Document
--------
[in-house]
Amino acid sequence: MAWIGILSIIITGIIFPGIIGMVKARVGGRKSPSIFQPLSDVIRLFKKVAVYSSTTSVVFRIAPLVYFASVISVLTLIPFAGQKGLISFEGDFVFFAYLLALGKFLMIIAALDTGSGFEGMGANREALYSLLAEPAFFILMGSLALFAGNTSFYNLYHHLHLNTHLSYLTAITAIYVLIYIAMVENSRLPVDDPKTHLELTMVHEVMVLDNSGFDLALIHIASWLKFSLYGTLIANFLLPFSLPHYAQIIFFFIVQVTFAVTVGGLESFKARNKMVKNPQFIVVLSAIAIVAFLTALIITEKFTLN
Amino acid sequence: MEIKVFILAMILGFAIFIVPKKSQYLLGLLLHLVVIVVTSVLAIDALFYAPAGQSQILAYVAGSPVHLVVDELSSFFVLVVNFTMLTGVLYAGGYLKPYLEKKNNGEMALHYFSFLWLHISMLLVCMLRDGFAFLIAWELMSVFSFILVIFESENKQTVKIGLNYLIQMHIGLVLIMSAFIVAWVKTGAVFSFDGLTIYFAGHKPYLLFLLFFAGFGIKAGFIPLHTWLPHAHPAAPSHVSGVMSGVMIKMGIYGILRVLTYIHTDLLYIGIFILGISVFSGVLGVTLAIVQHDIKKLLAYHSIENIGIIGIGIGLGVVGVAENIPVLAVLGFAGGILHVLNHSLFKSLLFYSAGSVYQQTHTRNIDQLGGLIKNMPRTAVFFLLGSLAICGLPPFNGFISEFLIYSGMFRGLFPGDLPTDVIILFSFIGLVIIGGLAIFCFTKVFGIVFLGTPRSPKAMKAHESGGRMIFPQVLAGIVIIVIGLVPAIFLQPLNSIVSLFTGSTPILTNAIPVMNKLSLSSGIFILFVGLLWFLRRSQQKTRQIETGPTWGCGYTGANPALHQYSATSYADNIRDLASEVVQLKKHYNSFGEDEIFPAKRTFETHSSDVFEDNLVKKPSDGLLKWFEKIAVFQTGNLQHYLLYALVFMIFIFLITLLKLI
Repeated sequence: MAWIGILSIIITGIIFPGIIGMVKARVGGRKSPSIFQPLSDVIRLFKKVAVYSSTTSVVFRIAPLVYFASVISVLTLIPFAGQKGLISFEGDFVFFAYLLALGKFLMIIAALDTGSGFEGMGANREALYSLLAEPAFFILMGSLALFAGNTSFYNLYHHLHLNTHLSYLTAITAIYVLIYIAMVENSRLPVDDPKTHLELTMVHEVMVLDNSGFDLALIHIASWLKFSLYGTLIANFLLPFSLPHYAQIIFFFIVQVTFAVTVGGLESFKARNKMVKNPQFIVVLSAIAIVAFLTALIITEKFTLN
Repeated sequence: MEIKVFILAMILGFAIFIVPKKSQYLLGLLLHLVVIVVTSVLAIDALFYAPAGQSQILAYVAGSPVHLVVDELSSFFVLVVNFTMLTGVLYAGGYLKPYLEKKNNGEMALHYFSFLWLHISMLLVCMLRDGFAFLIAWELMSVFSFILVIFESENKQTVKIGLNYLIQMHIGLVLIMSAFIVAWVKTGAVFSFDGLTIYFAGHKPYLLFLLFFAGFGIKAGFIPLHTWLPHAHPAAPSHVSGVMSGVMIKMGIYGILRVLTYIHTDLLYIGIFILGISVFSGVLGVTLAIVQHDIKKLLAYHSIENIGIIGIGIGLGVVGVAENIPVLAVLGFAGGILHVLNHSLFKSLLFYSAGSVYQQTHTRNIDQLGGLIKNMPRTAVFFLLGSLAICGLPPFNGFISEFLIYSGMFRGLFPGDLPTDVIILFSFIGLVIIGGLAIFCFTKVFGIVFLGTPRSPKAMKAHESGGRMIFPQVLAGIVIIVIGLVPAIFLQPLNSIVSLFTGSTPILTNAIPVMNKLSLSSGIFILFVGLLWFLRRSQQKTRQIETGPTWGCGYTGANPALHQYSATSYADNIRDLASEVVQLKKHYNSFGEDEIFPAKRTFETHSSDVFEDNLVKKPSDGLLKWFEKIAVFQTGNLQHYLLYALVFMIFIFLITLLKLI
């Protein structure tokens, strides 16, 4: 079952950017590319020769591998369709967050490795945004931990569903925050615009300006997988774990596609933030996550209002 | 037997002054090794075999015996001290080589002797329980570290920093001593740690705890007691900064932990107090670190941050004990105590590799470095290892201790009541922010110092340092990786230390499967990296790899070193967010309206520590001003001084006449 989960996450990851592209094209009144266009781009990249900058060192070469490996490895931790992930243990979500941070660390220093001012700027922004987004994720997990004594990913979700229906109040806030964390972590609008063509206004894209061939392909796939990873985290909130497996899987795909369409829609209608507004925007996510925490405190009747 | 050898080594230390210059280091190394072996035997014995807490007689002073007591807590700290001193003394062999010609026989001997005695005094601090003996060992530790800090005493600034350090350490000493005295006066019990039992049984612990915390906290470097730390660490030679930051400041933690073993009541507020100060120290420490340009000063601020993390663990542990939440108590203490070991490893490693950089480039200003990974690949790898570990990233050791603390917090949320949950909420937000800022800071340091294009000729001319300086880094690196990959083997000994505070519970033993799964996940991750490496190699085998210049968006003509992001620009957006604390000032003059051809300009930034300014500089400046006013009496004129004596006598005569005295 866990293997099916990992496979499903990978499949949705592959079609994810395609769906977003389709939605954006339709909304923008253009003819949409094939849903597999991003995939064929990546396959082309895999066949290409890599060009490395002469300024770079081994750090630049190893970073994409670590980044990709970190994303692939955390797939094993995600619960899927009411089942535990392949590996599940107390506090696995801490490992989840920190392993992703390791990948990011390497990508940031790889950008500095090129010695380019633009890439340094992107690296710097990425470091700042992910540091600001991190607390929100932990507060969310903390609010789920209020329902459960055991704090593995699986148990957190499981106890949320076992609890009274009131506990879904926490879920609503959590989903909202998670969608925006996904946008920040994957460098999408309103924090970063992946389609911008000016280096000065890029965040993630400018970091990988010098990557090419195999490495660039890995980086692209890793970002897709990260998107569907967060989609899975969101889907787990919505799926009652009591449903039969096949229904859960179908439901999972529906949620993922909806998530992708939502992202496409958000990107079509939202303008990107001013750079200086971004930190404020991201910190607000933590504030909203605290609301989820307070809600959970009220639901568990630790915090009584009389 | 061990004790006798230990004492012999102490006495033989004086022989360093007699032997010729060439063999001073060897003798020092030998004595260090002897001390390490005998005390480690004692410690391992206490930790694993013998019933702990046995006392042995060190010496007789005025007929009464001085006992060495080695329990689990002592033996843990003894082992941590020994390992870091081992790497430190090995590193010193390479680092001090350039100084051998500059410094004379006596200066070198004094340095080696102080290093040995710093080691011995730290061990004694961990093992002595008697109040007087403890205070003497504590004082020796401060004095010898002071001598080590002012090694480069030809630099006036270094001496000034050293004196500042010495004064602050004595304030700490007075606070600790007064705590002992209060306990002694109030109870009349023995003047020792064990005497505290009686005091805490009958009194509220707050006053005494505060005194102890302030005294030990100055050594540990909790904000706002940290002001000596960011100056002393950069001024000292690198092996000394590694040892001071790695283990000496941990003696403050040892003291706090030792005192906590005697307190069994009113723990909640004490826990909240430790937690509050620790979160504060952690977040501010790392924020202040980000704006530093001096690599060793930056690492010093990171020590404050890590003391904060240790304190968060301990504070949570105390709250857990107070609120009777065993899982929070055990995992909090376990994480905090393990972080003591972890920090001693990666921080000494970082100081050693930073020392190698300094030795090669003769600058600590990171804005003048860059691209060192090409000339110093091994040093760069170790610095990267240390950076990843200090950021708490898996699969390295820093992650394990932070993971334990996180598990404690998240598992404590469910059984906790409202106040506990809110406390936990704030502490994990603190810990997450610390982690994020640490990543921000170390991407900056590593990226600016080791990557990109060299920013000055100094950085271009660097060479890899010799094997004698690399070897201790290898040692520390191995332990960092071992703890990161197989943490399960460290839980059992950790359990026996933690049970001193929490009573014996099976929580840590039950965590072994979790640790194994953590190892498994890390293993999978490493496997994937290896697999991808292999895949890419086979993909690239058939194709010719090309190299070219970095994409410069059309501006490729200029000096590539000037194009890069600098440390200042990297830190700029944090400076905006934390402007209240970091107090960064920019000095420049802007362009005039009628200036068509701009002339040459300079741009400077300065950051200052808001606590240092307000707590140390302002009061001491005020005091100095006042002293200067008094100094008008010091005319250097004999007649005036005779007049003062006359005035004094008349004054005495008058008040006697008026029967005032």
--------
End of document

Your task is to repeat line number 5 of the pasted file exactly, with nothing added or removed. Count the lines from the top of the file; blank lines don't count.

Repeated sequence: MEIKVFILAMILGFAIFIVPKKSQYLLGLLLHLVVIVVTSVLAIDALFYAPAGQSQILAYVAGSPVHLVVDELSSFFVLVVNFTMLTGVLYAGGYLKPYLEKKNNGEMALHYFSFLWLHISMLLVCMLRDGFAFLIAWELMSVFSFILVIFESENKQTVKIGLNYLIQMHIGLVLIMSAFIVAWVKTGAVFSFDGLTIYFAGHKPYLLFLLFFAGFGIKAGFIPLHTWLPHAHPAAPSHVSGVMSGVMIKMGIYGILRVLTYIHTDLLYIGIFILGISVFSGVLGVTLAIVQHDIKKLLAYHSIENIGIIGIGIGLGVVGVAENIPVLAVLGFAGGILHVLNHSLFKSLLFYSAGSVYQQTHTRNIDQLGGLIKNMPRTAVFFLLGSLAICGLPPFNGFISEFLIYSGMFRGLFPGDLPTDVIILFSFIGLVIIGGLAIFCFTKVFGIVFLGTPRSPKAMKAHESGGRMIFPQVLAGIVIIVIGLVPAIFLQPLNSIVSLFTGSTPILTNAIPVMNKLSLSSGIFILFVGLLWFLRRSQQKTRQIETGPTWGCGYTGANPALHQYSATSYADNIRDLASEVVQLKKHYNSFGEDEIFPAKRTFETHSSDVFEDNLVKKPSDGLLKWFEKIAVFQTGNLQHYLLYALVFMIFIFLITLLKLI